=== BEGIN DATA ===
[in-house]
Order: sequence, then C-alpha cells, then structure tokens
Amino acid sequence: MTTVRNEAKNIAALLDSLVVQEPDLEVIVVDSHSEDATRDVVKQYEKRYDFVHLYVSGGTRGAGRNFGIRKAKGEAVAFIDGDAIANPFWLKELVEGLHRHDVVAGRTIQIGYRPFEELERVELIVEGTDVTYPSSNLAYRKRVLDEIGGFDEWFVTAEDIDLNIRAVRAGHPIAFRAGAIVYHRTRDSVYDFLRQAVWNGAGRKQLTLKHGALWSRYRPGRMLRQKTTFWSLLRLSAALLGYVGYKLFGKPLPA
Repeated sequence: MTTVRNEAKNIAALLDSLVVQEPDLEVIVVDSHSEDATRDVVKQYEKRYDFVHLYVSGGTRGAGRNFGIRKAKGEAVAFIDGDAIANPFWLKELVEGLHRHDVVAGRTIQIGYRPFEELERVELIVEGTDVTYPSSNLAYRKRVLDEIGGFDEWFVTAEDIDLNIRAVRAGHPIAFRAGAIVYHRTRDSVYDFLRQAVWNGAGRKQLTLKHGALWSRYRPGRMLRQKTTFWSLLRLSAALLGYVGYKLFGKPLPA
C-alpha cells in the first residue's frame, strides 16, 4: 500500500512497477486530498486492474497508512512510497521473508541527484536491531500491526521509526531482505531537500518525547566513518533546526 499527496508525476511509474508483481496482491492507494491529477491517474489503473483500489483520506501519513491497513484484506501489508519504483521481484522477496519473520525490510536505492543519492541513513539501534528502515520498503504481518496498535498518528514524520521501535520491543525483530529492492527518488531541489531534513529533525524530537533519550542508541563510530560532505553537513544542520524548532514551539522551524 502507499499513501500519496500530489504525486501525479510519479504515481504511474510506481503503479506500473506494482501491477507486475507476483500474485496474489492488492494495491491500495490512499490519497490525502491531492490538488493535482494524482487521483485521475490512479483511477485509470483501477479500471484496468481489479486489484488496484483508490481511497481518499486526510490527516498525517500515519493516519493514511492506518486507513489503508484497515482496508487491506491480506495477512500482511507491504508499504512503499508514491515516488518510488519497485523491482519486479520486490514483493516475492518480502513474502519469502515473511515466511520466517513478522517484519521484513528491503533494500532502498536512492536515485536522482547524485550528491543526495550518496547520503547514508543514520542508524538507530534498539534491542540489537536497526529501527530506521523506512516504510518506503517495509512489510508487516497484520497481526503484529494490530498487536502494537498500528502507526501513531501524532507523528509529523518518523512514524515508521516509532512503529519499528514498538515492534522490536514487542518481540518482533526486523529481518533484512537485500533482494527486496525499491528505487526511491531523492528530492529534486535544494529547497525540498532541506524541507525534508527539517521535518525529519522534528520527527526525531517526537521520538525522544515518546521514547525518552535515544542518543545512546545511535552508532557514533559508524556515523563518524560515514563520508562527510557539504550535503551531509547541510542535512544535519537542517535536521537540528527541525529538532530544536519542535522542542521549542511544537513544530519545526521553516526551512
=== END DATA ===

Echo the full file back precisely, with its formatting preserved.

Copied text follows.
[in-house]
Order: sequence, then C-alpha cells, then structure tokens
Amino acid sequence: MTTVRNEAKNIAALLDSLVVQEPDLEVIVVDSHSEDATRDVVKQYEKRYDFVHLYVSGGTRGAGRNFGIRKAKGEAVAFIDGDAIANPFWLKELVEGLHRHDVVAGRTIQIGYRPFEELERVELIVEGTDVTYPSSNLAYRKRVLDEIGGFDEWFVTAEDIDLNIRAVRAGHPIAFRAGAIVYHRTRDSVYDFLRQAVWNGAGRKQLTLKHGALWSRYRPGRMLRQKTTFWSLLRLSAALLGYVGYKLFGKPLPA
Repeated sequence: MTTVRNEAKNIAALLDSLVVQEPDLEVIVVDSHSEDATRDVVKQYEKRYDFVHLYVSGGTRGAGRNFGIRKAKGEAVAFIDGDAIANPFWLKELVEGLHRHDVVAGRTIQIGYRPFEELERVELIVEGTDVTYPSSNLAYRKRVLDEIGGFDEWFVTAEDIDLNIRAVRAGHPIAFRAGAIVYHRTRDSVYDFLRQAVWNGAGRKQLTLKHGALWSRYRPGRMLRQKTTFWSLLRLSAALLGYVGYKLFGKPLPA
C-alpha cells in the first residue's frame, strides 16, 4: 500500500512497477486530498486492474497508512512510497521473508541527484536491531500491526521509526531482505531537500518525547566513518533546526 499527496508525476511509474508483481496482491492507494491529477491517474489503473483500489483520506501519513491497513484484506501489508519504483521481484522477496519473520525490510536505492543519492541513513539501534528502515520498503504481518496498535498518528514524520521501535520491543525483530529492492527518488531541489531534513529533525524530537533519550542508541563510530560532505553537513544542520524548532514551539522551524 502507499499513501500519496500530489504525486501525479510519479504515481504511474510506481503503479506500473506494482501491477507486475507476483500474485496474489492488492494495491491500495490512499490519497490525502491531492490538488493535482494524482487521483485521475490512479483511477485509470483501477479500471484496468481489479486489484488496484483508490481511497481518499486526510490527516498525517500515519493516519493514511492506518486507513489503508484497515482496508487491506491480506495477512500482511507491504508499504512503499508514491515516488518510488519497485523491482519486479520486490514483493516475492518480502513474502519469502515473511515466511520466517513478522517484519521484513528491503533494500532502498536512492536515485536522482547524485550528491543526495550518496547520503547514508543514520542508524538507530534498539534491542540489537536497526529501527530506521523506512516504510518506503517495509512489510508487516497484520497481526503484529494490530498487536502494537498500528502507526501513531501524532507523528509529523518518523512514524515508521516509532512503529519499528514498538515492534522490536514487542518481540518482533526486523529481518533484512537485500533482494527486496525499491528505487526511491531523492528530492529534486535544494529547497525540498532541506524541507525534508527539517521535518525529519522534528520527527526525531517526537521520538525522544515518546521514547525518552535515544542518543545512546545511535552508532557514533559508524556515523563518524560515514563520508562527510557539504550535503551531509547541510542535512544535519537542517535536521537540528527541525529538532530544536519542535522542542521549542511544537513544530519545526521553516526551512